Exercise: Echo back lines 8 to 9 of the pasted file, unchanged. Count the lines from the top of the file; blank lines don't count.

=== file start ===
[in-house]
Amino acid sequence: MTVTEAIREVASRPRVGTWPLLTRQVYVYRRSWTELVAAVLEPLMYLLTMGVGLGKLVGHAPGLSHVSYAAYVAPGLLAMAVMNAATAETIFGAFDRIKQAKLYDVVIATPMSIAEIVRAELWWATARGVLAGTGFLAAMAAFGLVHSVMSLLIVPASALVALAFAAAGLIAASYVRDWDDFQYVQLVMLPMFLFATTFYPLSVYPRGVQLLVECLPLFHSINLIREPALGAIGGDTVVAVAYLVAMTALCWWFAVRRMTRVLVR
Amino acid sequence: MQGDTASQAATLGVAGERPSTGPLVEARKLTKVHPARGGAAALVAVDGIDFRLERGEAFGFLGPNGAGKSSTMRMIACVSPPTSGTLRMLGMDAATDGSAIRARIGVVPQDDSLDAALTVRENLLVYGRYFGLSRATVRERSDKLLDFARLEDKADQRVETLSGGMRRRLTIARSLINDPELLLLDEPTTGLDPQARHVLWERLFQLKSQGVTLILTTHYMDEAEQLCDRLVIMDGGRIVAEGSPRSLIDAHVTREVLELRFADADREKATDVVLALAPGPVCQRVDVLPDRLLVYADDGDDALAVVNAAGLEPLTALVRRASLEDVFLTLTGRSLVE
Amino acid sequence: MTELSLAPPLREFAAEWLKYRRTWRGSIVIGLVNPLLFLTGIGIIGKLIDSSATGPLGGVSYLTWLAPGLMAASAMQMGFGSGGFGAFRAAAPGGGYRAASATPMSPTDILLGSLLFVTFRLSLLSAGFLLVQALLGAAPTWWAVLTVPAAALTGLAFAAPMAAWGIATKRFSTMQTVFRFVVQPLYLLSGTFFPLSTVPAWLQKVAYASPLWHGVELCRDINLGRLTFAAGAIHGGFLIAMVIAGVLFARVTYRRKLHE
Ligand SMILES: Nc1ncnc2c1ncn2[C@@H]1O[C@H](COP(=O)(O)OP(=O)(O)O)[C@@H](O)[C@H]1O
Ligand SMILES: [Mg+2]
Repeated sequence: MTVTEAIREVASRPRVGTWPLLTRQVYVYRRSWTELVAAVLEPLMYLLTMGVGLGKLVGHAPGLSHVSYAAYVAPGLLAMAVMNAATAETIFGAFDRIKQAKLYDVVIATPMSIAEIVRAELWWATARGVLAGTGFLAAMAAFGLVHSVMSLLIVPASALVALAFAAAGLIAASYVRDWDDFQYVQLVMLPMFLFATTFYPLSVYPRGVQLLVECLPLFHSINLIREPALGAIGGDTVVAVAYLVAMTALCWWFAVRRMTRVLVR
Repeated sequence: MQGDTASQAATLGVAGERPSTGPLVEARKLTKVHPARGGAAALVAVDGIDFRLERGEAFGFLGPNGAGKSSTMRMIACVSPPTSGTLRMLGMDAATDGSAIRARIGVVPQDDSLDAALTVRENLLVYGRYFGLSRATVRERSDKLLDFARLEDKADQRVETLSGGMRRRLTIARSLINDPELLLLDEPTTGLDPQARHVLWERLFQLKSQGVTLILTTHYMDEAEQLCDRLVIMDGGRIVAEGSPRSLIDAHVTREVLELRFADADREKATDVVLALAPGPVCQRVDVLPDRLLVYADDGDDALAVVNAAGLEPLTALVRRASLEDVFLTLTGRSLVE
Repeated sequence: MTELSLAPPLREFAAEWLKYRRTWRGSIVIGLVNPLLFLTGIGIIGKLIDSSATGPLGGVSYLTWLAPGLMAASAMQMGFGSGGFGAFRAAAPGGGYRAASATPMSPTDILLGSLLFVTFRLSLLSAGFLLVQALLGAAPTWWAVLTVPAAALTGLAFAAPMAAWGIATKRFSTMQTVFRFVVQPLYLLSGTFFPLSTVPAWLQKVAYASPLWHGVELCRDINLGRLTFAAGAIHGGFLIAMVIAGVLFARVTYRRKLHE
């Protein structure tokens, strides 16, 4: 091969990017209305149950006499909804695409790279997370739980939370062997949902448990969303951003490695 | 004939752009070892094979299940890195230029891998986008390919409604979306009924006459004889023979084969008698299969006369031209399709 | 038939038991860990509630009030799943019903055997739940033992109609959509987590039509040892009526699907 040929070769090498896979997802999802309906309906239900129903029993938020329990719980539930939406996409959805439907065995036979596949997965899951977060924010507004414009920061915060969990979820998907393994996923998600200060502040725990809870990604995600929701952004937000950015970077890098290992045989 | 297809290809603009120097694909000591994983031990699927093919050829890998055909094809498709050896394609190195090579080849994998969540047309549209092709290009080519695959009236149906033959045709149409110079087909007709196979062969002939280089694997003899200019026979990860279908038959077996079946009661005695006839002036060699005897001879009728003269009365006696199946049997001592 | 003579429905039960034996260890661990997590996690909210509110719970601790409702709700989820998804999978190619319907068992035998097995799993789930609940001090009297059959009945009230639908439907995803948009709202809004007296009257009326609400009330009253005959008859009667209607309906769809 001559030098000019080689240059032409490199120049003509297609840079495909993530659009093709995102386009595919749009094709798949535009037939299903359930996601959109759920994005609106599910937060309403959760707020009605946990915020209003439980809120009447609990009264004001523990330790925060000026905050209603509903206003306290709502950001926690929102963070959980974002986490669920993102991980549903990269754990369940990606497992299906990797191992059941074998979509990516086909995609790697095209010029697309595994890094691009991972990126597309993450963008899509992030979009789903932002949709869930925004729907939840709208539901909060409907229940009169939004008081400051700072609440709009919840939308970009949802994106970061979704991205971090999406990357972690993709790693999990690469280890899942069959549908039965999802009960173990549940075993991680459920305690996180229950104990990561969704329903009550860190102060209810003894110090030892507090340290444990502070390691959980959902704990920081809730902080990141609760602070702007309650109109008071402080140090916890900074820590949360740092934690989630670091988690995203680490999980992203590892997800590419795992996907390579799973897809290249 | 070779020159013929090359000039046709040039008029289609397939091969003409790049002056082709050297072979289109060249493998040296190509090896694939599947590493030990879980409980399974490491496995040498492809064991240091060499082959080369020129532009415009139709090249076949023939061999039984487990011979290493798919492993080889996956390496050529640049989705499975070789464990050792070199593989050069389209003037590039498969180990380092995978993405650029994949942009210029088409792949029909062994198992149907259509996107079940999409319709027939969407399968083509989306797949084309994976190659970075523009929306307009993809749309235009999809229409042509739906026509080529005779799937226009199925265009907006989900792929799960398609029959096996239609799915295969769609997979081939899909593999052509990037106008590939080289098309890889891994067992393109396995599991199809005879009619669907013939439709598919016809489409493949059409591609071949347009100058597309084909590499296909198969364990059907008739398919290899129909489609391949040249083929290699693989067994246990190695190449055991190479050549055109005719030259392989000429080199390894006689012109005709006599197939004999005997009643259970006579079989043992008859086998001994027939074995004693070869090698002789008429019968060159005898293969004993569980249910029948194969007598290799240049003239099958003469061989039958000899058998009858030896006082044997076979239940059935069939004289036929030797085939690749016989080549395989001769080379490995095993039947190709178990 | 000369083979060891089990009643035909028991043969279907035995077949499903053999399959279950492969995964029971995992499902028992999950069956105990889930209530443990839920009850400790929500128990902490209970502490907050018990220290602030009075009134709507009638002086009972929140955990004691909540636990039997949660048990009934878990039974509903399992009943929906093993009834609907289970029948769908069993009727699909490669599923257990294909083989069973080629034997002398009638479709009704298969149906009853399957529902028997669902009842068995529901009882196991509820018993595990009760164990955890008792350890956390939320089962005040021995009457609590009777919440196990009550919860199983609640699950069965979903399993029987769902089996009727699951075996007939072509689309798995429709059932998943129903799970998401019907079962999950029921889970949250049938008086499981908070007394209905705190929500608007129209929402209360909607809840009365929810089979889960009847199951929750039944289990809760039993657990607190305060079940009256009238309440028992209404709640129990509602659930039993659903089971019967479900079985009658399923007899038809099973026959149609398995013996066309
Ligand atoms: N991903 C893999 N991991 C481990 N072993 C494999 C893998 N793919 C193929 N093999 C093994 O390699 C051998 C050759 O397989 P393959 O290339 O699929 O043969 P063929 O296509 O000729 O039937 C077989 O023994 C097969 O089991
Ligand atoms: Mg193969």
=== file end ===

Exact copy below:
Repeated sequence: MQGDTASQAATLGVAGERPSTGPLVEARKLTKVHPARGGAAALVAVDGIDFRLERGEAFGFLGPNGAGKSSTMRMIACVSPPTSGTLRMLGMDAATDGSAIRARIGVVPQDDSLDAALTVRENLLVYGRYFGLSRATVRERSDKLLDFARLEDKADQRVETLSGGMRRRLTIARSLINDPELLLLDEPTTGLDPQARHVLWERLFQLKSQGVTLILTTHYMDEAEQLCDRLVIMDGGRIVAEGSPRSLIDAHVTREVLELRFADADREKATDVVLALAPGPVCQRVDVLPDRLLVYADDGDDALAVVNAAGLEPLTALVRRASLEDVFLTLTGRSLVE
Repeated sequence: MTELSLAPPLREFAAEWLKYRRTWRGSIVIGLVNPLLFLTGIGIIGKLIDSSATGPLGGVSYLTWLAPGLMAASAMQMGFGSGGFGAFRAAAPGGGYRAASATPMSPTDILLGSLLFVTFRLSLLSAGFLLVQALLGAAPTWWAVLTVPAAALTGLAFAAPMAAWGIATKRFSTMQTVFRFVVQPLYLLSGTFFPLSTVPAWLQKVAYASPLWHGVELCRDINLGRLTFAAGAIHGGFLIAMVIAGVLFARVTYRRKLHE